The Roy Rogers Museum in Victorville, Calif., closed a few years later and in 2003 its contents were moved to Branson, Mo., where another museum was operated by Roy and Dale’s son, Roy “Dusty” Rogers Jr. But Roy Sr. had left instructions to Dusty to shut everything down once the museum started to operate at a loss, which it did, and it shut its doors permanently on Dec. 12, 2009. A public auction of Roy’s most treasured keepsakes was held in New York City on July 15, 2010, with sales totaling $2.98 million. Among the items which sold at much higher prices than the auctioneers had expected was Roy’s 1964 Bonneville, which went for $254,500; an even more cherished ride, stuffed Trigger, was purchased by a Nebraska cable TV network for $266,500. Trigger’s fancy saddle and bridle fetched a whopping $386,500, one of Roy’s shirts sold for $16,250 and one of the beloved hero’s favorite cowboy hats – white, of course – for $17,500.
Which got me to thinking: What would the most distinctive memento from the front end of our Bite Fight adventure, the chewed-off piece of Holyfield’s ear, be priced at if it still existed and were somehow made available to a collector looking for that extra-special piece of boxing history?
I went back through my own voluminous files – sorry, George, you weren’t the only reporter to assiduously chronicle the event – and rediscovered that that the missing part of Holyfield’s ear was, in fact, really missing. To the best of anyone’s knowledge, it still is.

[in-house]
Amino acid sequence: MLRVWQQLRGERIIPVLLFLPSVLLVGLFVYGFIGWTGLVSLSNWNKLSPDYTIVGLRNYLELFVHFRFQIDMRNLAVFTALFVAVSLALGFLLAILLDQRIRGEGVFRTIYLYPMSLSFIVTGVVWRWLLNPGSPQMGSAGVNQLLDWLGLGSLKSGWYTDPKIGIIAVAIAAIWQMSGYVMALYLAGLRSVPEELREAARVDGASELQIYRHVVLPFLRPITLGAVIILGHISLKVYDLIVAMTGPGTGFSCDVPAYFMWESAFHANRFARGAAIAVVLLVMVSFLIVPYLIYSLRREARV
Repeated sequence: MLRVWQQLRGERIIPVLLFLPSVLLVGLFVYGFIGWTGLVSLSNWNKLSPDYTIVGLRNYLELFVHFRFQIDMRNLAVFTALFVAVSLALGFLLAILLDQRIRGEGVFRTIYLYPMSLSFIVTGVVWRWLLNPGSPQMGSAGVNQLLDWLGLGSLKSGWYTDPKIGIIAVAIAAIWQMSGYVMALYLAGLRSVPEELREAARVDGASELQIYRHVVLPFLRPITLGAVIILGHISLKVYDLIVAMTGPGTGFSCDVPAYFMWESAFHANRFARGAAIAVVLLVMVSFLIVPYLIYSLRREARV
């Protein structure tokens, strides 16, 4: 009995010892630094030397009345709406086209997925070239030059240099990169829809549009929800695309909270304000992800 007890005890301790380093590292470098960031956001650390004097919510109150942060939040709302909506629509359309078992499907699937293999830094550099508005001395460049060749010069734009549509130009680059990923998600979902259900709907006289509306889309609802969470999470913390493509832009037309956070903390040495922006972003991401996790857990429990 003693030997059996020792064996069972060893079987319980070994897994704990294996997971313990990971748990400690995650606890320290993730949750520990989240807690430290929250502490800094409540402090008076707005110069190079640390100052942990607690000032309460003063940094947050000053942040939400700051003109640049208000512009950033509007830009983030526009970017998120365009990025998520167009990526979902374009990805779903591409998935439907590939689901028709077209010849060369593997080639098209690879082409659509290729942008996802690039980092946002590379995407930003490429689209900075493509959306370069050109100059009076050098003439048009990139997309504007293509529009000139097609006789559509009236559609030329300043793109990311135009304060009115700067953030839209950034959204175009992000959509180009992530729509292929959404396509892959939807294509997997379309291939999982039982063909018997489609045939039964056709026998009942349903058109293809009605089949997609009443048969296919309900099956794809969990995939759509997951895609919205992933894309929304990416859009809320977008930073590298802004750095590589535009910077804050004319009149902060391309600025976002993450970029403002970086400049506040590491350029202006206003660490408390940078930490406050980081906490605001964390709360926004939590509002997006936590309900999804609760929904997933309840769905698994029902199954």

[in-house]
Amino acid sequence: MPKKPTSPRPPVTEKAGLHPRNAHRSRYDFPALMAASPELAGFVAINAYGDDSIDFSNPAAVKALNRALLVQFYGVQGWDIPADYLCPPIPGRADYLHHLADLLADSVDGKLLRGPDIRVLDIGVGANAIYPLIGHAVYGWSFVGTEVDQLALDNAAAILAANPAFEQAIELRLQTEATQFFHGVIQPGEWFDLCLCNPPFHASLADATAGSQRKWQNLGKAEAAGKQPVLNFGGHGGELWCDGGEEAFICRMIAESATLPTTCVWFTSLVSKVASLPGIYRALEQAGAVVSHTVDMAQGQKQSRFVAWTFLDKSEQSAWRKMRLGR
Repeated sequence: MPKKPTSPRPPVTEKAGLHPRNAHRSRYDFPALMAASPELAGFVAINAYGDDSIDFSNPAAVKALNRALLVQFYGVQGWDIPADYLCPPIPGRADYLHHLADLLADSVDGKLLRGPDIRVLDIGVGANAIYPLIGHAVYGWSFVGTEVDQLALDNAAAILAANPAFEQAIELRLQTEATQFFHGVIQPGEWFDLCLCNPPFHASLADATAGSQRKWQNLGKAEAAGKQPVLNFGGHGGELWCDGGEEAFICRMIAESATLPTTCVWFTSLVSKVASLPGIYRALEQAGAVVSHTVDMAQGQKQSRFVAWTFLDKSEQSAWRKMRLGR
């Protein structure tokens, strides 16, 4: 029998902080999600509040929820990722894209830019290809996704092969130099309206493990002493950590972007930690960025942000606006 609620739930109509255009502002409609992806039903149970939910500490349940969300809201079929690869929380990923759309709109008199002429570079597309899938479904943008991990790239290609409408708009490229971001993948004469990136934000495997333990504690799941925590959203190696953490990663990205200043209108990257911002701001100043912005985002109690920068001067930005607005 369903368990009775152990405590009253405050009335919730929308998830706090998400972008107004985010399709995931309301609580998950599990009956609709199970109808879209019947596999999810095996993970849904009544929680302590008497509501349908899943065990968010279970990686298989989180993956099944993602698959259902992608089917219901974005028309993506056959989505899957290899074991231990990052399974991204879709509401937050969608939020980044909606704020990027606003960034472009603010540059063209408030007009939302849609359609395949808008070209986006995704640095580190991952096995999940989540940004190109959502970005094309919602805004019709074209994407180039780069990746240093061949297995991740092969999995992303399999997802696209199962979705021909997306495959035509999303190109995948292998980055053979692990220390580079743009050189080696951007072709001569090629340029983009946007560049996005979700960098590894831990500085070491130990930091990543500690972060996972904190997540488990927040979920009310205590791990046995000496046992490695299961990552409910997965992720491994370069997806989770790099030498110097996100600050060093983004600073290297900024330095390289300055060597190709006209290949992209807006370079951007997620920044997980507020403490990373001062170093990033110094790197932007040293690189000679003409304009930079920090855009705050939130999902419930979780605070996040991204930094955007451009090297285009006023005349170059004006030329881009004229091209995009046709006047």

Mitch Libonati, a member of the MGM Grand’s Convention Services staff, took possession of the severed piece of flesh, at least temporarily. “A buddy of mine said Evander had been bitten,” Libonati said. “I didn’t see it, but I did see that Tyson had spit something out. There was a melee in the ring after the fight and when it cleared up, I found it. I picked it up, put it in a latex glove and ran back to the locker room.
“I told some of Evander’s people, `I have a piece of Evander’s ear. I’m sure he wants it.’” According to Libonati, heavyweight Michael Grant, a member of the Holyfield camp, took the piece of ear and placed it in an ice bucket that included several other latex gloves.
“But the piece didn’t get (to Valley Hospital),” Tim Hallmark, Holyfield’s conditioning specialist, said on June 29. “Somewhere in the locker room to the ambulance to the hospital, it never turned up. The plastic surgeon (Julio Garcia) and I were rooting around in three or four gloves in the ice pack, but we never found it.
“I’m not a doctor, but I imagine if somebody found it at this point, it wouldn’t be in very good shape.”